Giving a chick at Easter is a tradition that has its roots in distant history. Eggs are widely recognized as symbols of new life, and are used in various spiritual traditions – as symbols, they are most familiar to most of us in Western culture as Easter decorations and treats. Eggs, chicks, and chickens are as prevalent as the bunny at Easter. Pet stores, feed stores, and hatcheries often sell chicks in the early spring. Some sellers even dye chicks with Easter colours.
In cultures where there are usually a few chickens around the place, giving chicks at Easter is a practical idea. The necessary environment is already in place. People know what a growing chicken needs and can look forward to fresh eggs or roast chicken at some time in the future.
For most of us in urban landscapes, however, a chick is not a very practical addition to the family. Giving a chick at Easter is a commitment comparable to giving a puppy: chickens live as long as dogs or longer, and require daily care. In addition, there are health and safety factors to consider – adult roosters can be quite aggressive and chicks sometimes carry harmful bacteria and viruses that can make people very ill. Children are most at risk.
Most people don’t know how to look after a chick. There’s no brooder in the average home, no chicken coop, and no protection from cats, dogs and other predators. Often, there’s a small child who doesn’t understand how fragile a baby bird is – after all, small children are used to cuddling and squeezing their beloved stuffed animals without doing harm. The bottom line is that chicks and chickens don’t make good pets.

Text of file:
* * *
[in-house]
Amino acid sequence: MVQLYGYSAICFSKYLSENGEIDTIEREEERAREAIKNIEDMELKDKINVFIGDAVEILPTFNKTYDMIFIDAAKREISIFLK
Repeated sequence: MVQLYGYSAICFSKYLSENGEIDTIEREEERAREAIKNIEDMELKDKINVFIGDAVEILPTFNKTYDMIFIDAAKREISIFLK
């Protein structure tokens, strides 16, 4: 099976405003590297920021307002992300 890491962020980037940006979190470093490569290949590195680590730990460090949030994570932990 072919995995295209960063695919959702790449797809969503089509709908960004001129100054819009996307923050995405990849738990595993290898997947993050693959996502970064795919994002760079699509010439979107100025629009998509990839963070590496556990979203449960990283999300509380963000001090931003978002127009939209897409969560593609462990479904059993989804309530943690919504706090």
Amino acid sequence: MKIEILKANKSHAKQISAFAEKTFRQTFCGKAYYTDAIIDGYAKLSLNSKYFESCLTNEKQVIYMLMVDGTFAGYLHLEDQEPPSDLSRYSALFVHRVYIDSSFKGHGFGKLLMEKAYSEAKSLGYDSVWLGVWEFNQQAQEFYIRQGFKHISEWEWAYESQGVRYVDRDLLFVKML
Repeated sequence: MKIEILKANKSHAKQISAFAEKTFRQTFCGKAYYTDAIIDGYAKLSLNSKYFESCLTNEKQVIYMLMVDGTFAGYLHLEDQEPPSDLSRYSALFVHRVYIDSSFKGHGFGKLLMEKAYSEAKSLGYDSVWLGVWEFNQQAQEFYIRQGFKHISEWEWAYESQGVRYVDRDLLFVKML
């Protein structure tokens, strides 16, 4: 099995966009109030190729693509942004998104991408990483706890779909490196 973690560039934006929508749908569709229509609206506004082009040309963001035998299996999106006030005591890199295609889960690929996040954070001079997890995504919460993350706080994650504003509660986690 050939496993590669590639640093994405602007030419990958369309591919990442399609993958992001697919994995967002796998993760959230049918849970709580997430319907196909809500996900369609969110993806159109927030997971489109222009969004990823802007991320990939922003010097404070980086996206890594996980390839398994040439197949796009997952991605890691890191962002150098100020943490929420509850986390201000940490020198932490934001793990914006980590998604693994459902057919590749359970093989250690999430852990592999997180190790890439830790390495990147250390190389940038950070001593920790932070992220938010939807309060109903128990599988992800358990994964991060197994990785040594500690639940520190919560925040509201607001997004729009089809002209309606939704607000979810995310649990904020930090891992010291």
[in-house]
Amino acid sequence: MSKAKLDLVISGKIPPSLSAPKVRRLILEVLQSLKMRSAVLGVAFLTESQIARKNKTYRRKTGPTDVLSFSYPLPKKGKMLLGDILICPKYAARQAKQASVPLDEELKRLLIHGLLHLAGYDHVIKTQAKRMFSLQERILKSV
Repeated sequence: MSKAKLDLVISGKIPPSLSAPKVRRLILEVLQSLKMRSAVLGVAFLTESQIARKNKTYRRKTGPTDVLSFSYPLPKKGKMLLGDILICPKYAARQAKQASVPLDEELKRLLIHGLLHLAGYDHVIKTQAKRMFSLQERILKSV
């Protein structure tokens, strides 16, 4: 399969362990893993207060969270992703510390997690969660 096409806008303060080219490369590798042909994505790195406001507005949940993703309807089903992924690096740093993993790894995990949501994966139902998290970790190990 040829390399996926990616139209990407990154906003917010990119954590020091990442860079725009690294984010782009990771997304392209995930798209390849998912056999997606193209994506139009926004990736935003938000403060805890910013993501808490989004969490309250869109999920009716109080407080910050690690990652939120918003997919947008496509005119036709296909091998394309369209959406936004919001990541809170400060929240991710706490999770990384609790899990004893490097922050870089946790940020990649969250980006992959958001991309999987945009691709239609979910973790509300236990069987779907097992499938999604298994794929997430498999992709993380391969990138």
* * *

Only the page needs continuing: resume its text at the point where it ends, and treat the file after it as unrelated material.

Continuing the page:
Very often, chicks given to children at Easter die from injuries, or from improper feeding or housing. Some are abandoned to the wild where they die from exposure or are killed by predators. The practice of dyeing chicks, either by injecting dye into the egg, or applying dye to the hatched chick, raises ethical concerns as well. In the end, relatively few chicks given as Easter gifts grow up to be healthy adult chickens scratching in the yard and laying eggs.
Here are some satisfying alternatives to giving live chicks at Easter:
- Give a soft plush toy chick instead – they are endlessly resilient to hugging, squeezing, and being forgotten for a while.
- If your child gets candy at Easter, give a candy chick treat – most stores that sell Easter candy have marshmallow or chocolate chicks.
- Help your child to give a whole flock of live chicks to a family in a developing country. Heifer International is a charitable organization that accepts this kind of donation.
- Make a trip to a petting zoo or wildlife sanctuary where children can see and learn about birds and other animals. Perhaps there is a hatchery near you where children can see chicks without taking them home.